Most of the games in the series were platform games, with an emphasis on puzzle solving, similar to graphic adventures. Dizzy would roam around various fairytale-like locations, collecting objects, interacting with other characters, and solving logical puzzles. Rather than jumping in the conventional platform-game way, Dizzy would somersault and roll around the landscape; hence the name "Dizzy". The eight games which follow this style, usually referred to as the arcade adventures, are considered the 'core' games in the series; however, several spin-off titles were released, including Fast Food, Kwik Snax and Dizzy Down the Rapids.

Four games in the series were included in the Top 50 best games of all time in a special issue of Your Sinclair magazine in 2004.


Dizzy may refer to:

  • Dizziness, the state of being off balance
Dizzy (Tommy Roe song)

"Dizzy" is a song originally recorded by Tommy Roe, with instrumental backing from L.A. session musicians known as the Wrecking Crew, which was an international hit single in 1969.

Written by Roe and Freddy Weller, "Dizzy" was a major hit on both sides of the Atlantic, reaching number one on the U.S. Billboard Hot 100 for four weeks in March 1969, for one week on the UK Singles Chart in June 1969, and was #1 in Canada in March 1969.

"Dizzy" has eleven key changes total between a total of four keys. One key is used for the verses, while the choruses get three keys. The key used for the verses is the lowest, while the choruses start off in a higher key, quickly increases to an even higher key, then increases yet again.

It was subsequently recorded by such disparate artists as Boney M, Mike Melvoin and the Deadbeats, Wreckless Eric and Billy J. Kramer.

In 1989, it was sampled by De La Soul on a remix by Chad Jackson of their track "The Magic Number" from their album Three Feet High and Rising. In 1994 it was covered by Babe on their album 4 Babe pesme; the Babe version being entitled "Dizel".

In 2005, "Dizzy" was used in the soundtrack of The Sandlot 2.

Dizzy (Goo Goo Dolls song)

"Dizzy" is a song by the Goo Goo Dolls, written by lead vocalist and guitarist Johnny Rzeznik. It was released as a single from their sixth studio album, Dizzy Up The Girl. The song peaked at #9 on Billboard's Modern Rock Tracks chart on January 5, 1999. An EP, titled Dizzy EP was released the next month featuring this song as well as others from previous albums.

Dizzy (nickname)

Dizzy is a nickname of:

  • Hubert Raymond Allen (1919-1987), British Second World War Royal Air Force pilot and writer
  • Dizzy Dean (1910–1974), Major League Baseball pitcher
  • Dizzy Dismukes (1890–1961), American pitcher and manager in Negro league baseball and during the pre-Negro League years
  • Benjamin Disraeli (1804–1881), British Prime Minister
  • Dizzy Gillespie (1917–1993), American jazz trumpet player and composer
  • Jason Gillespie (born 1975), Australian former cricketer
  • Johnny Moore (trumpeter) (1938-2008), Jamaican trumpet player
  • Dizzy Nutter (1893-1958), American baseball player
  • Dizzy Reece (born 1931), jazz trumpeter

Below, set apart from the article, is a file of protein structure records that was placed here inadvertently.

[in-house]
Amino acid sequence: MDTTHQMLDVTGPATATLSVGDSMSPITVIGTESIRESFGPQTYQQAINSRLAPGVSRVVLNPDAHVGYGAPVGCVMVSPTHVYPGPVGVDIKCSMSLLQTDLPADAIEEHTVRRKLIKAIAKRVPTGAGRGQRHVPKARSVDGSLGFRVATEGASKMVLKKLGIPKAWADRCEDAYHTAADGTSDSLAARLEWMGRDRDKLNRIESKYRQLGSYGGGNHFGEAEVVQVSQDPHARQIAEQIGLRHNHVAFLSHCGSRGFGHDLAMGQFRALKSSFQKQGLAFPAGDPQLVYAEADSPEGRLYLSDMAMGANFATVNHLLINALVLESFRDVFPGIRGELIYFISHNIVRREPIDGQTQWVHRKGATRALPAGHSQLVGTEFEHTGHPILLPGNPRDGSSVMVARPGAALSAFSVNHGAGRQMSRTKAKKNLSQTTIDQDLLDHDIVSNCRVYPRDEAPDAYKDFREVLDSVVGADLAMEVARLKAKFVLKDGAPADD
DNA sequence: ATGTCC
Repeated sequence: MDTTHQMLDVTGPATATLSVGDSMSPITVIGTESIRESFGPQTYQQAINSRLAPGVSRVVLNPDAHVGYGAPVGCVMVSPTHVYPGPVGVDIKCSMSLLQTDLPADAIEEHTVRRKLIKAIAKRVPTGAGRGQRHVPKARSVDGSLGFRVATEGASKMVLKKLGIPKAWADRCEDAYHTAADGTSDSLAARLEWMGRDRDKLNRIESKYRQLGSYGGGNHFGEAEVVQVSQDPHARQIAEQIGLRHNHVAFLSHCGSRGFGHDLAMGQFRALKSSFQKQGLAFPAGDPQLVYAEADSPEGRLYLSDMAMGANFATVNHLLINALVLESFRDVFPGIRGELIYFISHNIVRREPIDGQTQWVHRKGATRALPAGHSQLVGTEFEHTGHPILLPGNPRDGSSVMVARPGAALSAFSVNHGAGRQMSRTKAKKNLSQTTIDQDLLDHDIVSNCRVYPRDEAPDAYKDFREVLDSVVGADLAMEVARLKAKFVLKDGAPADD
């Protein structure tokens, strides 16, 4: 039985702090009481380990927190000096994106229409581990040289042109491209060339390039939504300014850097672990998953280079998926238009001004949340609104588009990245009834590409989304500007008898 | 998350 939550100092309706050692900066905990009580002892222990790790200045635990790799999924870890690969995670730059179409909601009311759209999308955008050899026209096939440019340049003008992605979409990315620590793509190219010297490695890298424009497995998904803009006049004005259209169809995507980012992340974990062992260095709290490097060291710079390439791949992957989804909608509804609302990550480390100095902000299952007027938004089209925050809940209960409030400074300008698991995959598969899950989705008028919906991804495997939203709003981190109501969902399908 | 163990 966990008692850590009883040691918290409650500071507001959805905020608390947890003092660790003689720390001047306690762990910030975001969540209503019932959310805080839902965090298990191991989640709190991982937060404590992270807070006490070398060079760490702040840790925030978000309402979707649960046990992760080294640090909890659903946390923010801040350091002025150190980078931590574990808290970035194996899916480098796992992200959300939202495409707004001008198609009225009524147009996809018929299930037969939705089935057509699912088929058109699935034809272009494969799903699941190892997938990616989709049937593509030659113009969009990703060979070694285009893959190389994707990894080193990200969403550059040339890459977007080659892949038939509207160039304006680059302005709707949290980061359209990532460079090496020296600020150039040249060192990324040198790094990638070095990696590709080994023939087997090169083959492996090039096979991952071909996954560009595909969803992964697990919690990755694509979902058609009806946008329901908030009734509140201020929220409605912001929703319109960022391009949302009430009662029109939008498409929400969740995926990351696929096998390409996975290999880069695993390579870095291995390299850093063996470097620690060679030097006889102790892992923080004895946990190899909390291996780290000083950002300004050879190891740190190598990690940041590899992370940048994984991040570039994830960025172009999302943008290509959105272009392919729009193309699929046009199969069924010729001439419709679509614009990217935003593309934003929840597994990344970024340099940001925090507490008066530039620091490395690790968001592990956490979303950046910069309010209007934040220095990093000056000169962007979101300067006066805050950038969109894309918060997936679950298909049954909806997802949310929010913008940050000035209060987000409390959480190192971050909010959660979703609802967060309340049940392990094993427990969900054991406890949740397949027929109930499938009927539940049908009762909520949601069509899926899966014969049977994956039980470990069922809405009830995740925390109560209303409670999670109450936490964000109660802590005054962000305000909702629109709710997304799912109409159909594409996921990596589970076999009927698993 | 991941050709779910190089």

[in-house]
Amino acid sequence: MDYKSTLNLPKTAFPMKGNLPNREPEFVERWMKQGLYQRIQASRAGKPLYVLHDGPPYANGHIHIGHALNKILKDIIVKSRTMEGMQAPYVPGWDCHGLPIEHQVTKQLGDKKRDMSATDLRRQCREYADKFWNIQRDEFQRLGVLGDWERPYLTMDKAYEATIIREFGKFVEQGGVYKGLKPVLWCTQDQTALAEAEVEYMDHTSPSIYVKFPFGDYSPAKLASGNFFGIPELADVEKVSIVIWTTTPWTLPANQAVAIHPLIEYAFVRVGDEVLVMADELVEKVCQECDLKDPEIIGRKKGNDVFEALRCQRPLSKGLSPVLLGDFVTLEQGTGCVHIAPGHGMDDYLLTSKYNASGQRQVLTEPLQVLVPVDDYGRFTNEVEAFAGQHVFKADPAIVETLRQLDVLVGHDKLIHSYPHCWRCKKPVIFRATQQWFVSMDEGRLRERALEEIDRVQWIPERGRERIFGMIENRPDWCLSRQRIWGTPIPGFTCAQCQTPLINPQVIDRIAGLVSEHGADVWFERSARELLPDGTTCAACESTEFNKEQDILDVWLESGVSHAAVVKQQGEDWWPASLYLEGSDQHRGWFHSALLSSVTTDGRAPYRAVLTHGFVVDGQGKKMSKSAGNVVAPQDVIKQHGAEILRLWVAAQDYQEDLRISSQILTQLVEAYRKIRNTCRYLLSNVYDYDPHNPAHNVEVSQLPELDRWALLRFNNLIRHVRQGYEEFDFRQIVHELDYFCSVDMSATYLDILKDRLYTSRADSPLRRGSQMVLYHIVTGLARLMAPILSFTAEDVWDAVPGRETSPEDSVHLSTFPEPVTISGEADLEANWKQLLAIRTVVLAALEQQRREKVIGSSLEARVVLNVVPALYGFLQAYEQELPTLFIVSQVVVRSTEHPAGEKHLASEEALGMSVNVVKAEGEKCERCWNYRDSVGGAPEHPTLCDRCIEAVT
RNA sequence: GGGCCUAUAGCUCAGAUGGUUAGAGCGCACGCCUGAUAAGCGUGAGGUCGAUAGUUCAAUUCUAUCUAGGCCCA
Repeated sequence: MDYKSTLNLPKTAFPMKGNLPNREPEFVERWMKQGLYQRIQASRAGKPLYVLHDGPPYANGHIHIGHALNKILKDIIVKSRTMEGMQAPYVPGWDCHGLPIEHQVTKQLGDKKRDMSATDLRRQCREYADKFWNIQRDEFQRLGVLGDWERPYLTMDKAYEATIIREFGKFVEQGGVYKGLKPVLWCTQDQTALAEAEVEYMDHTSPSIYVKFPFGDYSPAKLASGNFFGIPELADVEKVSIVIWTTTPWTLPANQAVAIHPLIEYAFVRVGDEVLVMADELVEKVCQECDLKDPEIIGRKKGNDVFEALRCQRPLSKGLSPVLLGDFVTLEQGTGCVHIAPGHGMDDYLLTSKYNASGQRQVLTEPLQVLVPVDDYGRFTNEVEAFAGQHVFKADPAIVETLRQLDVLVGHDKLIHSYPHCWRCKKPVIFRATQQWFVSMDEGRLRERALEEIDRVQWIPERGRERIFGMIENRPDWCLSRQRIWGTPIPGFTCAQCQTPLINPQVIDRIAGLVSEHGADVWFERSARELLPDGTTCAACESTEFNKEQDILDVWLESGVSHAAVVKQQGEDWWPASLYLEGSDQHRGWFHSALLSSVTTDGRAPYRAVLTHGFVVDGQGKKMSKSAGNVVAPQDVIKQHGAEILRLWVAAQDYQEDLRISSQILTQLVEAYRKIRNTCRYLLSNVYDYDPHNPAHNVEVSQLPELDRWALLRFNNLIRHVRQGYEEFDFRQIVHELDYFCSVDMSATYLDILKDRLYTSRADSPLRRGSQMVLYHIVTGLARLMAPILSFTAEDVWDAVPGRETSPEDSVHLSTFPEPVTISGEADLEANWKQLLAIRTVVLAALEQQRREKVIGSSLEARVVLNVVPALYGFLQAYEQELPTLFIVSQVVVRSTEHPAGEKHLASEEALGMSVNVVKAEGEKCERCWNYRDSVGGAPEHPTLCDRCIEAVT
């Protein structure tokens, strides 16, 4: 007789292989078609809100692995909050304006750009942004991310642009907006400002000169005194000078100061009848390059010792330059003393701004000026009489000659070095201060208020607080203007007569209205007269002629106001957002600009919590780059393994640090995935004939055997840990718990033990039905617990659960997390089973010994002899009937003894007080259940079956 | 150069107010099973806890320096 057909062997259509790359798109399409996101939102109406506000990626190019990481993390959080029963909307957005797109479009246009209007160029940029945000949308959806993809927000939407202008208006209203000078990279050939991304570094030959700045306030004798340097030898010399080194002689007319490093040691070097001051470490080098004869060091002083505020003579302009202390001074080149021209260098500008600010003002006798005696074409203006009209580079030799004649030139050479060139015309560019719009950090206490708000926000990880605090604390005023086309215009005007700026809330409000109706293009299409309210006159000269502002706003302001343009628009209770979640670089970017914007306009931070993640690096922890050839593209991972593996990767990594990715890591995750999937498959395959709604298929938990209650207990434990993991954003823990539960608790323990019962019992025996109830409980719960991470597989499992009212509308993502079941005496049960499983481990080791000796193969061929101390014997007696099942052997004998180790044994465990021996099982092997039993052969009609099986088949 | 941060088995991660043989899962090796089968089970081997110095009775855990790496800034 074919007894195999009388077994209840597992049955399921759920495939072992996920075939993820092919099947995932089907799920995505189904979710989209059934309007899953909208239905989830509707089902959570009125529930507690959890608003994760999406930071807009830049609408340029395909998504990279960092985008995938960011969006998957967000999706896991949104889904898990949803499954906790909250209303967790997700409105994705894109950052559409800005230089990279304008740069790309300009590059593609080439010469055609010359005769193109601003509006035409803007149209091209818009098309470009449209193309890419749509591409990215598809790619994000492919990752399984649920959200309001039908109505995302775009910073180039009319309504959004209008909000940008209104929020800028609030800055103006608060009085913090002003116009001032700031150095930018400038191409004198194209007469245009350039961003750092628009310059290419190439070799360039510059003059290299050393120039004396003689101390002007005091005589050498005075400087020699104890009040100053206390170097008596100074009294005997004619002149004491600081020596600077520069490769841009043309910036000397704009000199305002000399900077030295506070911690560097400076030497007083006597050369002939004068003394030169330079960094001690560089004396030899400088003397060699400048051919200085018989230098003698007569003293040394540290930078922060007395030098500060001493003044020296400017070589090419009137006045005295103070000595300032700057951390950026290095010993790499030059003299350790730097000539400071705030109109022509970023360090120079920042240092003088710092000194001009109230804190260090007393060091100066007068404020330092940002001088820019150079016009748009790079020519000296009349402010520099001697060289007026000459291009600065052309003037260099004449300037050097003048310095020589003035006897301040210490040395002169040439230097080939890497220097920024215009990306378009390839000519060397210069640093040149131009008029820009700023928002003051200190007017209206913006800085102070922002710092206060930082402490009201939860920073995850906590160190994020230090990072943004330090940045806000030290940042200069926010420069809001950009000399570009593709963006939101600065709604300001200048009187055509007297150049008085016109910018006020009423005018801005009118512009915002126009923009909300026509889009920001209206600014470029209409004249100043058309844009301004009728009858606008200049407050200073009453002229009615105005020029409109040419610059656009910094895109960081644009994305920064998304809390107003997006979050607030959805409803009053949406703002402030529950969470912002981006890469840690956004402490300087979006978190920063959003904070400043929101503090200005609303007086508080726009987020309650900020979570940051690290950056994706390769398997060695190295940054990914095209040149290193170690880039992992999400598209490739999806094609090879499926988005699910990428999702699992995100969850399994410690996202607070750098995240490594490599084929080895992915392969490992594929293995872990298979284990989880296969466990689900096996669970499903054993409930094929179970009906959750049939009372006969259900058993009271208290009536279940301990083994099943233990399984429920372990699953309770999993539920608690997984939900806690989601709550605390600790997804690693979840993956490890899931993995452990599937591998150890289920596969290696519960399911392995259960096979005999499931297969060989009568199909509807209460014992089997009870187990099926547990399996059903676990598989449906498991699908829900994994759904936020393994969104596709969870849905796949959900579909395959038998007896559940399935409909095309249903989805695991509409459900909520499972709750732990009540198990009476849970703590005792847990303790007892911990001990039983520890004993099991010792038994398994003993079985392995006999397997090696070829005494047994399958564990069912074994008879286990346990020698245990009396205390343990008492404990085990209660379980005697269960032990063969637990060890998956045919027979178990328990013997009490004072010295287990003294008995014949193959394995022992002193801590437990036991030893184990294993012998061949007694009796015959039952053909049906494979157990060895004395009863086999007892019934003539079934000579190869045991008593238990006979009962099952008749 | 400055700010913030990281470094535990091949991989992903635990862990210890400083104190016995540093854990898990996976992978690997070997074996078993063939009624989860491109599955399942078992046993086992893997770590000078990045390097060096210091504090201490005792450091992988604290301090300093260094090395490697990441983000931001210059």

• Dizzy Reed (born 1963), Guns N' Roses keyboardist
  • Dizzy Trout (1915–1972), Major League Baseball pitcher

Usage examples of "dizzy".

He had given the name of Stanley Adams, and had had such a queerly thick droning voice, that it made the clerk abnormally dizzy and sleepy to listen to him.

She tried to ignore the dizzying perspective plucking at her peripheral vision over the low sides of the pod and concentrated instead on the stress and acceleration vectors graphically represented on her screen.

He kept the aerator as low as possible, to make himself breathe great gasps that hurt his chest, but it made him dizzy, and he had to increase the oxygenation lest he faint.

Those two and Mertyn had great deeds aflight, and all the coming and going in pursuit of them was dizzying.

He tried to move to the aft end of the room but immediately felt tired and dizzy.

As the dizzying spectacle flowed by, Alec recalled with horror his original plan to bring Seregil through Rhiminee alone.

Twice each day, the hydrobot returned from its journey to inner space and delivered its real treasure: one-hundred-milliliter aliquots of ice containing a dizzying menagerie of microscopic life never before seen.

Then I felt dizzy, trying to hold myself on all fours, and sick to my stomach.

Suddenly dizzy, Amy lowered her hands to the sides of her chair and held on tightly.

Lucksparrow had that it was fortunate another member of the profession should be at hand, and by the success with which the Archdeacon, dizzy and yet equable, concealed his own feelings when his visitor, chatting of Prayer Book Revision, parish councils, and Tithe Acts, imported to them a high eternal flavour which savoured of Deity Itself.

Accordingly Barnaby, seeing that it was required of him to quit the place in which he then lay, arose, though with a good deal of effort, and permitted the negro to help him on with his coat, though feeling mightily dizzy and much put about to keep upon his legs--his head beating fit to split asunder and the vessel rolling and pitching at a great rate, as though upon a heavy cross-sea.

The first time he had entered the place Bibbs had become dizzy instantly, and six months of it had only added increasing nausea to faintness.

After winding through a dizzying series of turns and twists he stepped into a cozier milieu where child whores of both sexes dressed in filmy short robes displayed themselves to men with a shared patina of wealth and power.

In the shadows of Denver Sam had heard about Dizzy Dancey, and none of it had been comforting.

In the dizzying energy of the dreamlink, she could sense that the link between Dap and herself was straining, like a fabric being pulled, stretched, torn.